Additional guidance for tax deduction of inter-group service fees and inter-company loan interest expenses is also expected in the new decree, since these types of intercompany transactions are widely recognised as profit-shifting tools used in complex international tax planning. Similarly, an increased level of review is expected for local companies performing royalty payments related to the use of intangibles which may not be appropriate related to intermediate or semi-finished goods. These transactions may be considered as harmful tax practices by the General Department of Taxation (GDT).

The draft decree, for the first time, introduces new reporting and documentation requirements in line with OECD’s recommendations under BEPS Action 13, re-examining TP documentation, such as the master file, the local file, and country-by-country reporting. This is besides for revised annual disclosure requirements, which have been already finalised in countries with strong business ties to Vietnam, such as many of the member countries in the European Union, Japan, South Korea, and China.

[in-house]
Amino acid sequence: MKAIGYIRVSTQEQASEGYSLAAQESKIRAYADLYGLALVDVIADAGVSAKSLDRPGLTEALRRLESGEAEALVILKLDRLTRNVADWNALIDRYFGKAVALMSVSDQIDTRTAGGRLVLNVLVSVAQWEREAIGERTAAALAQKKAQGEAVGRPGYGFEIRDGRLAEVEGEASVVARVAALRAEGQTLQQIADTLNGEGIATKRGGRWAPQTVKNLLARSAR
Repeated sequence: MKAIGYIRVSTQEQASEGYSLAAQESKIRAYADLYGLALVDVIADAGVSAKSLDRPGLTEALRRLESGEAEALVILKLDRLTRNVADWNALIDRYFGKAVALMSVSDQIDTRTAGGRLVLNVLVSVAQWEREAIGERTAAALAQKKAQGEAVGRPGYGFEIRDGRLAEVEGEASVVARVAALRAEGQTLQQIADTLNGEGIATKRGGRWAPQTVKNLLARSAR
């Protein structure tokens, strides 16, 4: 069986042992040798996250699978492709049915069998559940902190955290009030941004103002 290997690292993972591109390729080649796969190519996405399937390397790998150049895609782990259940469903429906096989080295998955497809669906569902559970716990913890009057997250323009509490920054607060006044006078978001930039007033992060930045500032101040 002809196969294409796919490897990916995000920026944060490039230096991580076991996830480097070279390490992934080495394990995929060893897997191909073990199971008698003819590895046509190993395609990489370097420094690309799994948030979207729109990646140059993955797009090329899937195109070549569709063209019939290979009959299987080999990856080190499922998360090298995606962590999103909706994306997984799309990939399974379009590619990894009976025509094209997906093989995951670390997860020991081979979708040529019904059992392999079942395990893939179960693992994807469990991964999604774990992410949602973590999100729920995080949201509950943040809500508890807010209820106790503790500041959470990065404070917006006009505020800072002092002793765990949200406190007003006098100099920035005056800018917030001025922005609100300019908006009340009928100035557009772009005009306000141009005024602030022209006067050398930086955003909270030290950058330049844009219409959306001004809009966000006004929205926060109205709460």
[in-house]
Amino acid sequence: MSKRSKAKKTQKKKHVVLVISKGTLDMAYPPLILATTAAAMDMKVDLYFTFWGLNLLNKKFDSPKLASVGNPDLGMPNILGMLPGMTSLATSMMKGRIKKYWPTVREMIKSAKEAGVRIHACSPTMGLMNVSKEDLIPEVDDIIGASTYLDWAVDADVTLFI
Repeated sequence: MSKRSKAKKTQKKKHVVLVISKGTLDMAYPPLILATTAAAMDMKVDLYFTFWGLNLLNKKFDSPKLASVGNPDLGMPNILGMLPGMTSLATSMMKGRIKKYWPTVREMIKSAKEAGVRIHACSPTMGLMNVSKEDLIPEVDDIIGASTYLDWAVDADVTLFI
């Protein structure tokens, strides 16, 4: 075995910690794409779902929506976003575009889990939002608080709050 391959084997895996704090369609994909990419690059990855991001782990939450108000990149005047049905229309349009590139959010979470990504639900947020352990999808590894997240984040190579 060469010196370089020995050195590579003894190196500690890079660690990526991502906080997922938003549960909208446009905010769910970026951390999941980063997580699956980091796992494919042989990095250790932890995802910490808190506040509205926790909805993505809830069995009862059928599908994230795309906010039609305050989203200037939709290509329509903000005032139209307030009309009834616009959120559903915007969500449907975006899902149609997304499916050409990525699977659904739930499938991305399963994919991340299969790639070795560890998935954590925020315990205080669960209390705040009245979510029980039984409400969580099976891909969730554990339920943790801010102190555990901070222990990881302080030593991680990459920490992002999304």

Basically, the master file, the local file, and country-by-country reporting will create way more transparency between taxpayers and tax authorities beyond the boundaries of Vietnam. For the first time, tax authorities will – via the master file and country-by-country report – have a good view of where value is created, and in which tax jurisdictions multinationals make profits and pay taxes.